Newspaper Page Text
4!K nMlWf iii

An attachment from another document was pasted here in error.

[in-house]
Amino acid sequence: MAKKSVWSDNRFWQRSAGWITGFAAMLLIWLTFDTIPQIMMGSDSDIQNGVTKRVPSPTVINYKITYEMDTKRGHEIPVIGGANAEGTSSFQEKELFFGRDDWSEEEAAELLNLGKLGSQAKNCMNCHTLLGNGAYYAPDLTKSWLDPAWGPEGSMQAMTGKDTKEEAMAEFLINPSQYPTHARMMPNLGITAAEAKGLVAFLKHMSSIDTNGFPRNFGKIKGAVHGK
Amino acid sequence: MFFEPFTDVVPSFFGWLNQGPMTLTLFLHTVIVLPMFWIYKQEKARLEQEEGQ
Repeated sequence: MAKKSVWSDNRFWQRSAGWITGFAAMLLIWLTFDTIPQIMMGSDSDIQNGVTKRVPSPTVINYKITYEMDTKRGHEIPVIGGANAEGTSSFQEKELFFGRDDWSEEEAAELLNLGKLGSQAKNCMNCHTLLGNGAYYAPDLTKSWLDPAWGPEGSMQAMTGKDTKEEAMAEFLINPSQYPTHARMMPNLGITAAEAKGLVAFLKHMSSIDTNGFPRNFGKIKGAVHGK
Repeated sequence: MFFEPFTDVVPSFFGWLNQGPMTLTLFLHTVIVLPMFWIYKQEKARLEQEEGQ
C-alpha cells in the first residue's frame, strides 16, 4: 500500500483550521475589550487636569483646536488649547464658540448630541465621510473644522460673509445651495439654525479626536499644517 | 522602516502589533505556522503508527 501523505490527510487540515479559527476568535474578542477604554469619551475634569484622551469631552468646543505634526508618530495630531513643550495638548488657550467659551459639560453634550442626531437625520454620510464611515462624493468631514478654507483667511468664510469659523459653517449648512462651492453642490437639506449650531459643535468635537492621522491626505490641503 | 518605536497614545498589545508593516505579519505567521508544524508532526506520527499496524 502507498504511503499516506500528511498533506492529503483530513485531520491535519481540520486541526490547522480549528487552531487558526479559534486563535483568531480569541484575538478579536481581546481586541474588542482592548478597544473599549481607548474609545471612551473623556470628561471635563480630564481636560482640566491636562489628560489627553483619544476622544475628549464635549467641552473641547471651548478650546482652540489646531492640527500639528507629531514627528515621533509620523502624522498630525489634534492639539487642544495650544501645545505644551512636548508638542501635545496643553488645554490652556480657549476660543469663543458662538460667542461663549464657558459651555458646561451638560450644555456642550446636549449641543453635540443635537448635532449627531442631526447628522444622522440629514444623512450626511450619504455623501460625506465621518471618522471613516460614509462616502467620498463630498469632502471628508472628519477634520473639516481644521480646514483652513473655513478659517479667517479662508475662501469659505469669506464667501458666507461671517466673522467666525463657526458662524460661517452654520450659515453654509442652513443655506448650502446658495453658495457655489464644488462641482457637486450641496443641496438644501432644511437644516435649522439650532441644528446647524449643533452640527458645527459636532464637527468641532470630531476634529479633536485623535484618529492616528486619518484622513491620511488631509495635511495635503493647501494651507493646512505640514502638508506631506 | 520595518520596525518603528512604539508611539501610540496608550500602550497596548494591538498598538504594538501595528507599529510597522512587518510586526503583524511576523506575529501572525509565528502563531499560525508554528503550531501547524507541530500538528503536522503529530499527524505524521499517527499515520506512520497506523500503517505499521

VOL. VIII. NO. 278. WATERBUIIY, CONN., TUESDAY, OCTOBER 29, 1895. PRICE TWO CENTS- A GELEBRATED GA3E. ' HOLMES, ALIAS MUDGETT, ITJ THE PRISONER'S DOCK. Sensational Openlusof the Trial of the Greatest Alleged Crlmlnnl of Modern Times -Spirited Tilts With District At torney Graham. PHiLADKkVHiA.Oct. 29.H. II. Holmes, or Herman W, Mudgett, which ho isays Is his baptismal name, was put ou trial In tho court of oyer and terminer yesterday for the murder of Benjamin h Pltezel in this city on Sept, $?, lSit, and the develop ments of tho nrst dy verified better per haps than ever before tho force of the maxim that truth is stranger than fiction From the nature of) the case and the star tling sterna concerning it which have gained currency during the past year, sen sational revelations were naturally to bo expected when he, who has come to bo re garded as tho most skillful and audacious criminal of modern times, was placed on trial for his life. Yet what did occur in court so far surpassed all expectations that the most vivid flights of imagination could scarcely have conceived tho day's vents. Protestations and entreaties for a con tinuance of the trial summarily overruled; the sudden withdrawal of tho lawyers who had hitherto represented the prisoner in the face of threats of disbarment; the ' appointment by tho court of new counsel and the refusal by the prisoner to accept them as his defenders; the declination of another lawyer to serve after being select ed by Hohnes, and finally the prisoner trying his own case. This, not to speak of sundry dramatic- passages at arms be tween Holmes and , the commonwealth's prosecuting officer, is a summary of what occurred. Long before 10 o'clock, the hour set for the opening of court, an eager crowd thronged into the courtroom. The clocks of the town had scarcely ceased striking 10 when Judge Arnold, clad in the long black gown which was recently adopted by the Philadelphia ju diciary, entered and took his seat upon the bench, and what promises to be the most sensational case in the criminal jurisprudence of this country was begun. The prisoner, closely guarded, was brought in and placed in the dock. Holmes Marrelous Display of Nerve. Holmes, who at the time of his arrest in Boston on Nov. 17 last, was a stockily built man of middle height, has since his long confinement grown gaunt and hollow chested. Tho prison bleach has brought his peaked face to a deathlike pallor, heightened by the dark, closely cropped beard. In appearance as he sat in the dock he was neatness itself. The beard was carefully trimmed, the hair smoothly parted, and the black cheviot suit ho wore betrayed no spot or blemish. His de meanor throughout, savo on one or two occasions, when he gave way to slight bursts of anger, directed at the district at torney, was characterized by that marvel ous display of nerve which has become as sociated with his name. .- The original intention of the common wealth was to hold three sessions of court daily morning, afternoon and night but so much time was consumed by the unexpected developments that it was nearly 5 o'clock when District Attorney Graham concluded his opening address to the jury. In view of this and to avoid breaking the testimony of the first wit ness by the supper recess it was decided to adjourn until today. Hereafter, how ever, the original programme will be fol lowed. - Tho day's proceedings began when Messrs. Shoemaker and Itotan moved for a 60 days' continuance on the ground of lately discovered evidence. This was promptly refused, as was also their mo tion for a continuance until today. Find ing the judge inexorable, they, as a last' resort, deolared that they would withdraw from the case. Judge Arnold warned them that if they did so they would lay themselves open to disbarment. Thereupon Holmes declared from tho dock that under tho circumstances ho would not permit them to defend him. Ho therefore dismissed them from his service, and the lawyers left the room in spite of the court's threats. Judge Arnold then appointed E. M. Schofleld and J. M. Pahy to assume charge of tho defense, but again Holmes interposed. Ho declared that he would not place his life in the hands of two young men who knew tho case only by hearsay, and eventually, when his personal entreaties for a post ponement were refused ho declared that ho would himself try tho case. Meanwhile he expressed a desire to so&uretho services of Attorney K. O. Moon, but that gentle man, after learning from tho judge that he could not obtain a continuance, declin ed to accept the grave responsibility. The selection of a jury consumed several hours, Holmes freely exercising his pre rogative of challenge, and after 12 men had been secured a recess was taken. The afternoon session was devoted largely to District Attorney Graham's opnlng address to the jury, in which ho outlined the oase in detail and subjected the prisoner to a scathing denunciation. The Prosecution's Scathing; Arraignment, The district attorney spoke an hour and 25 minutes, concluding at 4:40 o'clock. He then held a brief talk with the judge at the side bar and agreed with him that in view of the lateness of the hour it would be inexpedient to begin tho taking of testimony, as tho examination of the first witness would be interrupted by the supper recess. It wns therefore decided to adjourn court until 10 o'clock tcday. When this became known to Holmes, he arose in the dock, and the last sensation of a day replete with extraordinary inci dents occurred. "May it please your honor," he began, bis weak voice vibrating with the emo tion which his wonderful self control pre vented from betraying in Ms face, "I am forced to ask that certain privileges be ac corded me in priton. They are not very extensive privileges. I must ask the dis trict attorney to allow mo to have in my cell light, paper and writing materials, that I may be enabled to prepare my case. I 6hall also ask tli3 privilege of sending, or having some one connected with the court, sent to Fort Worth, Tex , for cer tain papers essential to me. How essen tial I did not know until I heard Mr. Gra ham's address. Again I ask that I bo furnished with a list of tho witnesses to be galled bv tho commonwealth. " "1 decline to give tnai; sam -trict attorney emphatically. "I will fur nish that to nobody." "Then," continued Holmes, "I repeat my request for an interview with a cer tain party the party I spoke of this morning." And observing an inquiring look from Mr. Graham he exclaimed 6harply and with a defiant gaze at that official, "My wife." "Which wife?" retorted tho district at torney sharply. There was a suspicion of tears in tha voice of the friendless man as he respond ed, with a bitterness that was real: "You well know whom I 'mean, Mr. Graham. The person you have seen fit to designate as Miss Yoke, thereby casting a slur on both her and myself." "She will not see you," the district at torney declared. "irou had the oppor tunity to speak to her in my office, bun she shunned you." Holme Declare He Was Lally Married. "I never fcv.d," Holmes ' cried. "I say that I was legally married to this woman two years ago, and there has been no sep aration except that brought about by you, Mr. Graham. At loast," he pleaded, and there was no one in tho tribunal who could for the moment repress a feeling of pity for the unfortunate man, "at least allow me to write and ask her, so that she may answer? and I can read in her writing that she does not want to see me." "She told you so to your face, " exclaim ed Mr. Graham. "I beg to differ with you, sir." And an angry flush for an instant suffused the cheeks bleached with the prison pallor. Here Judge Arnold interposed. "Mr. Holmes, " he said, "you will be allowed to write a letter to her, and it will be sent by one of the court officers." "I do not want it taken by any officer who is in any way connectod with the dis trict attorney," said Holmes, with a look of scorn at Mr. Graham. "You havo had every opportunity of speaking to her, " the latter repeated. "It is indifferent to me whether you see her or not." "Then, will you answer a direct ques tion?" demanded Holmes searchingly. "Have you or have you not intercepted letters from me to her since last July? Haven't you done everything in your power to keep us apart? Answer yos or no." "You have no right to so question me, but I will say that I have never in my life addressed six words to her." "Mr. Holmes," said Judge Arnold, "these are mere idle suspicions. You may write your letter. It will be taken by a court officer, and no one but she shall see it." ' "And," added the district attorney, "I will have her in court tomorrow morning besides." "I will see, " concluded the judge, "that you get light and writing materials." "I thank you, sir, for the privilege," replied Holmes, politely drooping his head. - The court was then adjourned, the jurors locked in their rooms under careful guard, &ad the inau who U-.ccugju of bi ing the greatest criminal c modern times was conveyed' baok to prison to preparo the story which ho hopes will save him from the hangman's noose. WAR OVER A PIPE LINE. Oil Men Have a Hard Day's Struggle With Lackawanna Employees. WASHiyGTOX, N. J., Oct. 29. There if every indication of serious trouble hero within the next few hours. The employees of the United States Pipe Line company, which is constructing a line across Penn sylvania and New Jersey to pump oil to tide water and rival the Standard Oil company and the Delaware, Lackawanna and Western railroad, are lined up here, ready for hostilities. The men employed by the pipe company are armed. The United States company put several hundred men at work under cover of darkness, and when the morning came their pipe line tunnel under the Lacka wanna traoks had been completed. The railroad company early in the day sent several wreoking cars with fully equipped crews to the spot to undo the work of the pipe line laborers. They found tho pipe line men ready for them, and not a pipe was uncovered. The pipo line men had taken tha steel parts from their picks and used the handles as weapons. In the first serious fight two men were badly in jured and in the second one man. Black eyes and swollen noses were too numerous to count before night. Senator Eraery of Bradford, Pa., was in charge of the pipe lino men, who are armed with revolvers, shotguns and rifles. A regular patrol is kept up. Their orders are to defend the property of their employers. The case will doubtless come up in the court soon. Meanwhile tho situation is threatening. Fire on Welsh Mountain. Lancaster, Pa., Oct. 29. A disastrous fire is raging on Welsh mountain in the vicinity of Scrufftown and Blue Ball, and thousands of acres of timber land have been burned. A number of houses occu pied by whites and negroes have been consumed. Fences have been swept away, cut wood destroyed in immense quantities and thousands of trees killed. The flames can be seen at a great distance. The vicinity of the fire is the region made no torious by the exploits of Abo Buzzard and his band of Welsh mountain robber. Affairs In the Far Fast. Lo3?dox, Oct. 29. An Odessa dispatch to The Times says that another cruiser cf the Russian volunteer fleet has started with a contingent of sailors, ammunition and war material to join the Russian fleet cruising near Japan. A Shanghai tele gram states that five Russian warships are inside and nine are outside of tho har bor of Port Arthur. Escaping Fugitive Shot. Dallas, Oct. 29. Some con'victs in the camp on the Fort Worth road made a break for liberty, and the guards freely used their shotguns on them. Three -of the fugitives were shot, one killed out right and the other two wounded, one ol wliom made his oscape along with severaf who were not wounded. Corky Was Found Guilty. Lawkeitce, Mass., Oct. 29. Patrick J. Hauley, better known as Corky of Salem, charged with being a habitual criminal, was found guiltv in the superior court. Hanl9y, according to the testimony of three physicians, has been shamming in sanity for the past three months at the balem jail. 1 CHANDLER TALKS FIGHT, War Is Inevitable, Says the Belligerent Senator British Encroachments Will Be tha Cans The Monroe Doctrine and Venezuela Question. Coxcord, N. II., Oct: 29. In a loader n his newspaper, The Evening Monitor, Senator Chandler predicts war with Eng- and. He writes under the caption, "Our Coming War with England; a Predic tion," and summarizes and comments in this language: "1. War between the United States and England is inevitable. "2. It will arise on account of British disregard of our direct interests. "8. It will also be forced by British en croachment upon other nations all over the world. "4. It will be fought by us, having Russia as a European ally. "5. As a war, o liens ive on our part, it may not happen within 20 years. As a defensive war it may come sooner, and should be welcomed. "6. One sure result will be the capture and permanent acquisition of Canada by the United States. W. E. C." The above prediction Senator Chan dler has frequently made since England began her fraudulent usurpations in Vene zuela. She also proposes to seize from the United States a portion of Alaska. She is destroying independent governments in all parts of the globe. She treats Ameri-, can sentiment and remonstrance with in solence and defiance. For the vindication of the Monroe doc trine in the western hemisphere and the protection of the independent govern ments in the eastern hemisphere and the islands of the oceans, it is necessary that the United States should prepare for and go to war with England. It is serious business, but it had better come now and be over than 50 years from now. Eng land's commercial ships now swarm every sea; we have almost none except in our own coastwise traffic. Before we rehabili tate our mercantile marine we had bet ter settle our relations with tho great land grabbing nations, the foremost being England., We ought to define our posi tion, and say that if it is not assented to we shall light to maintain it. It will tako somo time to prepare ror an onensive war, but a defensive war can come none too soon. Let England begin. Russia Will Be Our Ally. Russia will bo our ally. She is the great absolute monarchy and the United States the great republic of the world. But this is no question of interference in the internal affairs of nations. It is a question of the independence of small sovereign nations everywhere. Russia and tho United States have no policy of coloni zation. The former needs and is entitled to a seaport in a warm region, of. which England , persistently deprives her, but she wants no more territory. The United States wants only the Sandwich islands and a foothold in the West Indies, both easily to be obtained in due time without adopting the English method of fraud and violence. Russia and the United States, the two- noncolonizing great na tions, are the hope of the small independ ent governments of both hemispheres. Together they can defy the world. They must and will restrain tha brutality and bloody avarice of Great Britain. Let this be understood at once, and let England strike the first blow if sho chooses. A mil lion of men and muskets will overrun Canada, and England's commercial ships will be swept from the ocean. She cannot reach us to injure us except by sending ironclads across the Atlantic to capture our harbors. Little comparative damage will be done, while tho waters and tho land will soon see the ruin of the ships and the slaughter of the armies of the in vader. Let England begin! We ought to begin, if it is necessary to save to v eno- zueia the mouths of the Orinoco. Mine Smugglers Are Arrested. St. .Tonus, N. F., Oot. 29. Nine smug glers have been arrested at Burin, St. Lawrence and Mortier Bay, and large stocks of rum and tobacco were confiscat ed. The police inspector in charge of oper ations here reports that he will seek fur ther instructions. Two revenue cruisers are to be maintained in the future one on- the south and one on tho cast ooast. The government claims that by vigorous enforcement of the revenue laws it will be possible to collect $200,000 more duties yearly. Poisoned by Asparagus Soup. HuiSTiifSTOsr, W. Va., Oct. 29. Twen ty guests at the Adclphl hotel were poi soned from . eating asparagus in oyster soup. Homer Smith of Point Pleasant is speechless and cannot recover. William Baker, a New York traveling man; J. W. P. Powers, a Wheeling drummer; Harry Rainy and wife of Huntington, R.,W. Sterling, proprietor of the hotel, and hi3 daughter Mary are also dangerously ill. Booster Legislators' Neglect. IXDTAJfAPOLlSj Oct. 29. The last legis lature neglocted to appropriate money to pay interest on the state debt, amounting to about $370,000 a year. State Treasurer Scholz will endeavor to find a way to pay the interest charges, but if he cannot it will be necessary to call a special session jhe legislature. ITxorcide end Sutciae. Chicago, Oct. 29. James Bell, a print er, shot and probably fatally wounded his wife and then fired a bullet into his own brain, dying almost instantly. The shoot ing was the result of the refusal of Mrs. Bell to longer live with her husband. PlanlDg and Cider Mills Burned. Pittsfielp, Mass., Oct. 29. Tha plan ing mill and cider mill of Charles H. Smith were destroyed by fire at a loss 6f about $10,000; Insured for $7,600. Quite a quantity of lumber was also burned. Alfred Austin Appointed Poet Laureate. Lo2TDOir,( Oct. 29. The November num ber of Tho Bookman states that it learns on reliable authoritity that Alfred Austin has been appointed poet laureate. Extradition Papers Issued. Harrisburg, Oct. 9. Governor Has tings has issued extradition papers for tha return to New York of Benjamin H. Lambert to answer tho charge of grand larceny. Lambert is now under arrost $ Smithport, Pa. Weather Forecast. Generally fair; continued cold; wester ly wird, j FRENGH GABINET CRISIS.! THE RIB0T MINISTRY OVERTHROWN BY A SCANDAL. SHe Government Was Accused of Shielding Hallway Boodlers There Was Exciting Scenes In the Chamber of Deputies When Froseeutions Were Demanded. Paris, Oct. 29. The Ribot ministry has been overthrown by an adverse vote on M. Rouanet's interpellation in the chamber of deputies condemning tho gov ernment's course in regard to the South ern railway scandals. The cabinet was composed as follows: Premier and Minister of Finance M. Ribot. Minister of Foreign Affairs M. Uana taux. War Gencraf Zurlindon. Marine Admiral Besnard. Justice M. Trarieux. Interior M. Leygnes. Public Instruction and Worship M. Poincare. Public Works M. Dupuy-Dutempa. Commerce M. Andre Lebon. Agriculture M. Gadaud. Colonies M. Chautemps. In the chamber of deputies M. Ronanet, who has been prominent in exposing those who were connected with the Panama canal and Southern railroad syndicates, questioned the government regarding the South of France railroad scandal, it being alleged that a number of senators, depu ties and others have made large profits out of the company by fair or unfair means. He declared that the good repute of parliament was involved and asked for oTnianatinn as to the partiality which baa oeen scown toward those involved in the scandals, claiming that the authori ties had been afraid to prosecute them bo cause the deputies and senators involved with the late Baron Reinach of Panama canal fame had disposed of 8,850,000 francs in devious ways, and on behalf of the Southern railway he demanded that the minister of Justice, M. Trarieux, pub lish the documents in the case which were in his possession and which would throw light on the subject. M. Binder, a member of the Right, then charged the minister of justice with culpa ble leniency and demanded that the guilty parties be punished. M. Trarieux: replied, denying that he had long had in his possession documents which required the arrest of M. Edmend Magnier, formerly senator of the Var and recently editor in chief of The Evene mente, who was recently sentenced to a term of imprisonment for having received part of the profits of the syndicate. Con tinuing, the minister of justice said that whenever the government believed it bad incriminating evidence it had prosecuted the parties involved. No deputy, he add ed, was included among the guilty parties. Eight Demanded on tho Kail road Scandal. M. Rouauet submitted a motion de manding that full light be . thrown upon the South of France railroad soa'ndals, asking the government to prosecute all those who have been found to be implicat ed in them and submit to the chamber the report of the expert who inquired into the finances of the company. M. Ribot thereupon said it was useless to submit the expert's report, and as to tho prosecutions, he added, the work of justice had been accomplished and could not be reopened. M. Rouanet's motion asking for an ex planation as to the partiality which had been shown toward those involved in tho scandals, claiming that the authorities had been afraid to prosecute them and de manding that the minister of justice pub lish the documents in the case, which were in his possession, was then adopted by a vote of 275 to 196. . . After the adoption of this motion the ministers left the chamber of deputies in a body amid ironical Radical cheers and went to tho Elyseo palace, where they handed in their resignations to President Faure. The chamber then adjourned. President Faure has accepted the resig nation of the ministry. It is stated that neither M. Ribot, M. Poincaro nor M. Leygnes, who wore re spectively prime minister and minister of finance, minister of public instruction and worship and minister of the interior in the outgoing cabinet, will accept office again. A Prisoner Escapes. Portland, Me., Oct. 29. James W. Heath, who was confined in jail here on the charge of larceny, has escaped. He was employed in the jail garden, and, eluding the guard, scaled the wall. He changed his prison clothes for a citizen's suit, which was concealed near by, but besides this the olli cars have not succeeded in getting any clew to his whereabout. A Woman's Strange Saiclde. Chicago, Oct. 29. Hundreds of shop pers and clerks witnessed a 6trange sui cide here. Mrs. Richard Walsh, weight 200 poundfjj, jumped from the third story balcony of one of the big department stores and was dashed to death on the floor of the rotunda. Martin In Sandusky Jail. SAXDUSKY, O., Oct. 29. Lee Martin, tho murderer of Marshal Schultz, who was protected froaa a mob at Tiffin at the cost of two lives, is now in Sandusky jail. The jail is guarded by a company of militia, but no further trouble is anticipated. Mrs. Carver Wants a Divorce. New Hayes, Oct. 29. Mrs. Carrie J. Carver filed a suit for divorco from her husband, Dr. William J. Carver, the cham pion shot. It is on statutory grounds. They were married in this city in 1878. Chlldroa 23sras to Death. Majsistee, Mich., Oct. 29. Two chil dren of John Conley, aged 5 and 6 years, were smothered by smoke and died. They had got some matches and sot the bedding on fire. Dr. Carpenter's Suicide. GOUYER2TEUE, N. Y., Oct. 29. Dr. James B. Carpenter, brother-in-law of ex Governor Roswell P. Flower, killed him self by Fhooting. Ill health was the mo tive. - Colonel Mosby Is Better. Marshall, Va., Oct. 29. Colonel John S Mosby is thought to be better, and there are strong hopes of his recovery. FITZ TO BE ARRESTED, Governor Clark Determined, but Prepara- ! tions Are Going On For the Fight. Little Rock, Oct. 29. Pugllistio mat ters have taken another sensational turn. Attorney General Kinsworthy filed Infor mation in the second division of the Pu laski county circuit court asking for a warrant for the arrest of Robert Fitzsim mons and Martin Julian. It develops that While arrangements have been proceeding quietly at Hot Springs for a fight between Corbett and Fltzsimmons, despite the su premo court's decision, Governor Clark i has not been idle, but has himself been doing a little quiet preparing. It shows that the governor has had a confidential agent at Hot' Springs and has been thoroughly posted on every move ment made by the promoters of the fight. Last night this agent advised the governor that arrangements had been completed to bring the fight off, and as a result of this information Attorney General Kinswor thy, acting under instructions from Gov ernor Clark, applied to Judge James W. Martin for warrants for the arrest of Fitssimmons and Julian, which were is sued and placed in the hands of Sheriff Booker. Deputy Sheriff Heard was given charge of tho matter and at once started for Tex arkana, where Fltzsimmons and Julian are expected to enter the state. Instead of going to Hot Springs the deputy sheriff will bring Fitesimmons and his manager to Little Rock. ; "I have nover wavered in my determi nation to stop the fight," said the gov ernor this morning. "Corbett and Fitz simmons will never meet in Arkansas. Just as soon as Fltzsimmons enters he will be arrested." The governor also said that in the event of Fitzsimmons' arrest Corbett would be removed to some conven ient county free from local influences. Frank Flynn, a sporting man of Hot Springs, who was here, gives out the in formation that the fight will certainly oc cur at Hot Springs on Oct. 31 at Whit tington park. The Hot Springs Athletio club, under whose auspices the fight will ostensibly be pulled off, has sent a cipher telegram to every sporting club in the United States notiying them of the ar rangements for the fight. The railroad company has put a large force of men to work in North Little Rock, building temporary side tracks. When asked what it was for, the railroad folks said that they expected a large number of 6pocial trains in a few days. Attorney General Kinsworthy has re turned from Hot Springs. When asked by a friend what he thought of the situation at Hot Springs, he replied that he believ ed there would be a fight. Asked if Gov ernor Clark would stop it, the attorney general said he did net see how he could. Positive Assurances of the Fight. Chicago, Oct. 29. Private telegrams have been received in this city from both Brady nnd Julian syin that the fight will positively come off on Thursday Brady says it will be in private for a side bet of 15,000 or 8 10, 000, and that Fitz simmons will put up his money as soon as he reaches Hot Springs. Julian says, "The fight will positively come off in private in Hot Springs on Thursday." A MISPLACED SWITCH. It Causes m Serious and Fatal Wreck on the ZZ EehJsb Valley Railroad. EAST03T, Pa., Oct. 29. A head on col lision between two fast freight trains caused a serious wreck on the Lehigh Val ley railroad at South Easton. One engine crashed Into a wall on one side of the track, and Henry Gogler, a brakeman, of Soutli Bethlehem, who was riding be tween the engine and tank, was caught in the wreck and had both legs crushed so badly that he died at the city hospital an hour afterward. The accident was caused by a misplaced switch. William Fegley, the switchman, has disappeared. Traffic was delayed sev eral hours. Fire In the Eacenla Car Shops. LAKEPORT, N. H., Oct. 29. The fourth disastrous fire at the Laconla car shops within two years occurred when the iron foundry, the "setting up" shop, several freight cars and other property were de stroyed, causing a loss of $25,000. The pattern shop also caught fire, but was saved, though badly damaged. Half a dozen freight cars on the track were de stroyed, and several buildings across the river on Main streot were ignited by sparks, but the flames were quickly ex tinguished. Chinese Free Masons. Cleveland, Oct. 29. At a meeting of Chinamen, representing four states, held at tho joss house on Woodland avenuo, a branch of the Lun Wo Tong, the Chinese secret society generally designated as the Chinese Free Masons, was formed. There are 120 delegates in attendance, and Thbmas Yu Yang of New York is the or ganizer. The states included in the dis trict are Ohio, Illinois, Minnesota and Missouri. Fostal Deficiency Nearly 83,000,000. WAsniyGTOx, Oct. 29. George A. Howard, auditor for the postoffice depart ment, has xnado his annual report to the postmaster general. It shows that the postal deficiency over the revenue and congressional appropriation for the past fiscal year is $2,807,044. Contract For Buffalo Postoffice. Washing Toy, Oct. 29. Tho secretary of tho treasury has awarded to John Pierce of New York the contract for the' stone and brick work of the basement and area walls of the United States postoffice building at Buffalo. The contract price is $57,900. TELEGRAPHIC BREVITIES. Another terrible massacre of Armenian Christians is reported, several hundred being killed. An extensive fire took place at Perth, West Australia, destroying railroad depots and storage houses. Sherd Walkor, the canalboatman wanted for complicity in the Tonawand a murder, was captured in Buffalo. Draper Brasie of Brasie's Corners, St. Lawrence county, N. Y., committed sui cide by hanging in a barn. The 6awmill of Post & Henderson, sit uated about two miles from Jayville, N. Y.. was burned to the ground. AN ALL AROUND GROOKV HARRY AUSTIN, WHO STOLE LIVERY- MAN LAPOINTE'S HORSE. Traveled Under Many Aliases and Worked or a Time iu This City Stole a Hand hag Belonging to Mrs William E. Quigley While Here. Harry Austin, alias Lawrence Ken nedy, alias many other names has made names for himself in Connecticut which are already engraved on the police records f . a . in ueariy every cuy aua town. Oue week ago last foaturdav a stranger applied at Wilbur II. Austin's stable for work. He was given a job and worked faithful- for several days. He gave the name of Harry Austin. Last Friday u. L. Quigley, the Jefferson street blacksmith, drove hte team into Austin's stables, where' the horse was boarded. Mrs Quigley had been out driving and had left on the seat of the carriage a hand satchel in which was a purse con taming j.ou. Harry Austin put out the horse and also appropriated the satchel with the purse, 'lhis was about 1 o'clock iu the afternoon., A short time later Mr Quigley called for the purse, but it was missing. Harry Austin was sus pected at once. Later in the day Mar cus Gilbert, an employe at tile stable, saw the new hostler, Austin, burning something in the stove in the office. He suspected at once that he w as burning the satchel and purse. He accused him of it and told 'him he had better return the money. Hostler Austin wanted to divide the money, but Gilbert declined, lie told Austiu .that .they were, going to get a policeman to search him. Austin then threw the money behind some bun dles of straw, where it was found by Proprietor Austin and Mr Quigley. They did not have the man arrested be cause Mrs Quigley did not care to go into court. Austin hung around until 4 o'clock, when he skipped out. That was the last heard of him until Louis Lapointe notified the officers that his horse and carriage had beeu hired by a man named Harry Austin, who represented himself an agent of the Singer Sewing Machine Co; that the team had not been returned on the time promised. From Waterbury Austin drove to Bridgeport. There he disposed of the rig and hired another team and drove to Westport. Here he tried to sell the second rig to a constable. The latter suspected that the sale would not be an honest one and on inquiring in Bridgeport discovered the fact that Austin was wanted in Bridgeport. Detective Cronan went to Westport and placed Austin under ar rest. In Bridgeport, however, Austin gave the name of Lawrence Kennedy. A telephone message was sent to Liverymen Austin and Lapointe and to W. E. Quigley to go down and iden tify Aiiitin aiias Kennedy. They went O.ov:n yesterday and saw" Austin behind the bars, lie at once recognized Livery ::::m Austin and spoke to him. He in sisted that he did not take the purse and uitisey. Liveryman Austin said to-day that he escaped luckily enough as the man was hanging around his last horse "Xcrwitch"' and would undoubtedly have taken him if chances were favor able. The thief will be w anted in Water bury after the Bridgeport authorities are through with him. BOWLING LEAGUE FORMED. Hartford, Bridgeport, Waterbury and Winsted Represented. Representatives from the Y. M. C. as sociations of Hartford, Waterbury and Winsted met in the parlor o-tlie Bridge port Y. M. C. A. yesterday afternoon and reorganized- tlie last year's state bowling league. Last year's league con sisted of the above mentioned towns with the exception of Winsted. It was very suc cessful last" season and expects to be more so this. There were but two rep resentatives present from out of town, Secretary Theodore Phillips of Winsted and Wales Dixon, assistant physical di rector of Hartford. The Waterbury representative telephoned that he could not come and asked to be allowed to vote by proxy. It was decided to appoint the physical director at the Waterbury Y. M. C. A. treasurer and secretary. Physical Director Gabler of the local Y. M.'C. A. was elected chairman of the league committee. The games are to commence in the first week of next Jan uary. Tw o games are to be played with each team in the league. Each team will therefore play six games, three at home and three out of town. ANOTHER HORSE STOLEN. Team of Mrs Willis Conklin of Mill Plain Missing;. Horse stealing is becoming quite com mon in Waterbury, and no one is suro when he hitches his team and goes into a store but that the outfit will be missing on his return. At 11 :30 o'clock this morning Mrs AVillis Conklin of Mill Plain hitched her team in Exchange place and went into Skidmore & Turn bull's store to purchase some dry goods. 6hc did not remain long in the place, but when she came out she could find uo trace of her team. The woman re ported the case at police headquarters, leaving the following description: 'Dark bay horse, bmall spindle open buggy, ends of both shafts broken off.' STRUCK BY A BRIDGE. New England Road Brakeman Fatally Injured at Merlden. William Davis of Johnsonville, N. YM aged 21, was struck by the North Broad street bridge at Meriden this morning and probably fatally injured. "He was standing ona box car and was struck in the back of the head. His skull was frac tured. He was taken to the hospital. A Mother's Fatal Mistake. Norwich, Oct 29. A 4-year-old son . of John Autbrey died yesterday after- j aoon as a result of taking a teaspoon of carbolic acid, administered by his i .n other by mistake for medicine. The 3 ooy lived six hours after swallowing the cid.